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The Carletonian

The Carletonian

Engineers Without Borders bring clean water to Guatemala

<ending a term or a summer abroad is hardly an unusual experience at Carleton College.  But some people spend that term differently than others. 

For Dan Ackerman ’13 and four other members of the Carleton chapter of Engineers Without Borders, a summer abroad meant a summer collecting water samples in small Guatemalan towns, where most water sources are contaminated by pesticides and bacteria.
“Water and education”, Ackerman , “are the two biggest things the region needs.” 

The village of Primavera, where the group made its first stop, gets all its water from a spring, which runs through a rubber tree plantation.  Because of concerns about pesticides seeping into the spring, the residents of Primavera do not use tap water for drinking; instead, they drink from wells.  Engineers Without Borders took samples of the water and found that it was free of pesticides, so residents can drink from the tap as long as they boil the water first to kill bacteria.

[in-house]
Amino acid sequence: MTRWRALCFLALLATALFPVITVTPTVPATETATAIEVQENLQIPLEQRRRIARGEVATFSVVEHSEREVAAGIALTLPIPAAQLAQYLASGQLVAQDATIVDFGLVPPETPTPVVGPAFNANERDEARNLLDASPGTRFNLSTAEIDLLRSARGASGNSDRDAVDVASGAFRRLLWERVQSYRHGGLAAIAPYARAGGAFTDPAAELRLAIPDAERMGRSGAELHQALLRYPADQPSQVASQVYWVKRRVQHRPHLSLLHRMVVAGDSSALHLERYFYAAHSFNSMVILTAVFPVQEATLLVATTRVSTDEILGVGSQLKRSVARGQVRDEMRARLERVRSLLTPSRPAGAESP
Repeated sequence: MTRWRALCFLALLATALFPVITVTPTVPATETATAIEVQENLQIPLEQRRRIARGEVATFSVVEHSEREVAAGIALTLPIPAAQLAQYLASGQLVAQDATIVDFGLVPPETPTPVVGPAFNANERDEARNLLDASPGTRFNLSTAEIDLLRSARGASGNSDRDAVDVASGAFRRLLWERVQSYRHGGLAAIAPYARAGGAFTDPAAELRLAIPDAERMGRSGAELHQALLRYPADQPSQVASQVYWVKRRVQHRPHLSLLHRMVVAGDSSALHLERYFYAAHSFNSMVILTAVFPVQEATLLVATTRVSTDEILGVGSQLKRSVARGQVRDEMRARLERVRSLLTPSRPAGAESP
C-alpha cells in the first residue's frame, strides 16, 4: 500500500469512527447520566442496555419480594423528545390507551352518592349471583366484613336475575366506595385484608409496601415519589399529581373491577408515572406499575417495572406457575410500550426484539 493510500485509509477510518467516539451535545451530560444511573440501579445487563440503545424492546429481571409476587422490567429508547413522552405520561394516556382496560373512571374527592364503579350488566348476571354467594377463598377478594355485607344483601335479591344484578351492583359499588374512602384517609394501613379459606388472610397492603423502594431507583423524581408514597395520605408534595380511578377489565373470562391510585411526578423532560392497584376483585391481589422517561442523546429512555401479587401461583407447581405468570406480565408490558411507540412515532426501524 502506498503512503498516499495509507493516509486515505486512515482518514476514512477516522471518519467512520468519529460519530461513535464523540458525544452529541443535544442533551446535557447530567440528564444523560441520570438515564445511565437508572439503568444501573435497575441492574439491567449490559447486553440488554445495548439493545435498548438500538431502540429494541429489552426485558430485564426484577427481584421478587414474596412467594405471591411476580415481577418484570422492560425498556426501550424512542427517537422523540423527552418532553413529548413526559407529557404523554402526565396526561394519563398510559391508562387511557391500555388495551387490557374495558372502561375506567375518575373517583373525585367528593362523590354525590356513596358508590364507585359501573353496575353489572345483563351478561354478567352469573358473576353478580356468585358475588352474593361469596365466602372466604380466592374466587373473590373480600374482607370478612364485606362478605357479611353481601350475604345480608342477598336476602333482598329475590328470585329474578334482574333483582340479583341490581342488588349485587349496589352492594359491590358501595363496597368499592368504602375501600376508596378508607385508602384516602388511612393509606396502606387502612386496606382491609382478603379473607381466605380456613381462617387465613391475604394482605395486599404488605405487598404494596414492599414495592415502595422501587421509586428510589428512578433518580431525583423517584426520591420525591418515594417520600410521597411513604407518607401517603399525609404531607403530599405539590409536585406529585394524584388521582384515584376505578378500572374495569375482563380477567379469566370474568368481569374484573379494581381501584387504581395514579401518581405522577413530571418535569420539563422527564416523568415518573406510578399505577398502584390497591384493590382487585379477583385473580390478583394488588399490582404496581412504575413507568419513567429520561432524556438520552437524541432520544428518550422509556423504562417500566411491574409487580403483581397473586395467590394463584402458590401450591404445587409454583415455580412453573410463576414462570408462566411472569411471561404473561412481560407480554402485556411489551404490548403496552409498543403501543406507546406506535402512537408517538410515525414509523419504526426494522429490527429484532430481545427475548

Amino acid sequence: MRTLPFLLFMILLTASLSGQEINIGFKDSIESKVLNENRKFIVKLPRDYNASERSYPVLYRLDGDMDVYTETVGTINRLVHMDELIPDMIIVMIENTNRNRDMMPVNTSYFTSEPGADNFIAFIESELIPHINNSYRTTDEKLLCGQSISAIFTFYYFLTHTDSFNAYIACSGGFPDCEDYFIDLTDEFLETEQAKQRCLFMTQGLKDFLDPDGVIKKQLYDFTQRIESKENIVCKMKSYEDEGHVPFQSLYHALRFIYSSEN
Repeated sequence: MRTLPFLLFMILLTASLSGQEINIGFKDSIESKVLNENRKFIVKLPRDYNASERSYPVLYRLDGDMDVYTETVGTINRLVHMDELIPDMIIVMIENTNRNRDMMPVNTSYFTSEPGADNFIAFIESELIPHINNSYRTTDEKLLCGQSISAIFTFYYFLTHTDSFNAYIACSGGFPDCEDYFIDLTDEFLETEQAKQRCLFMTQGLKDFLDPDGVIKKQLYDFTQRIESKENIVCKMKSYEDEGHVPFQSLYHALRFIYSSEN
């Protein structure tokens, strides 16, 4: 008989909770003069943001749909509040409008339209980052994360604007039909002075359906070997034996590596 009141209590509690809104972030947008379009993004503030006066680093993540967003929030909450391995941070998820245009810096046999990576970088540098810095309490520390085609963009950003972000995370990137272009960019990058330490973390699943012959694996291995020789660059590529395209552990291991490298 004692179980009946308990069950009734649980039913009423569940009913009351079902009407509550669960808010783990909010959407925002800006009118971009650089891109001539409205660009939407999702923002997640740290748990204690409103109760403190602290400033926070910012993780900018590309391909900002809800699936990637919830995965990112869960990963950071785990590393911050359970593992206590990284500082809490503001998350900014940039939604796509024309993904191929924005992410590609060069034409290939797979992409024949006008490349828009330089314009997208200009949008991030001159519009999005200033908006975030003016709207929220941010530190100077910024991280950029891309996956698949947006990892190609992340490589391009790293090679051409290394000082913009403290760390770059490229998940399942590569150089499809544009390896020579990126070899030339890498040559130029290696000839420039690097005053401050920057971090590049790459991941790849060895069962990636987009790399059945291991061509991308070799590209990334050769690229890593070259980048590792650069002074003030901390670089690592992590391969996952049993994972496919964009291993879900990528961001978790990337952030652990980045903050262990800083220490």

To the surprise of Ackerman and his group, the villagers had already drawn plans for their own water system, and only lacked the funding to complete it.  However, the villagers suggested that the team go to another village, Sa’acte, which might also need their services.

In Sa’acte, the team did the same things they had done in Primavera, taking water samples and distributing surveys to find out where people got their water and how they used it.   Although this trip was made purely to obtain data, Ackerman hopes to return next year with Engineers Without Borders to construct a rainwater catchment system on the roof of Sa’acte’s primary school, and possibly other buildings as well.

Engineers Without Borders hopes to use this information next summer, when they will return to Guatemala and take part in a project which they hope will give the locals better access to potable water. “We’re hoping for a five-year commitment”, he said.

Projects like this one are just a small sample of what Engineers Without Borders does.  The Carleton chapter has been active since 2007, and spent the previous few years building high-altitude greenhouses in Peru.  They also work on projects in Northfield during the year, focusing on sustainability.  One of Ackerman’s current projects is a biofuel generator to turn excess food from the dining hall into diesel fuel for the college’s vehicles.  At home and abroad, Engineers Without Borders provides students with a place to use their skills to improve communities.

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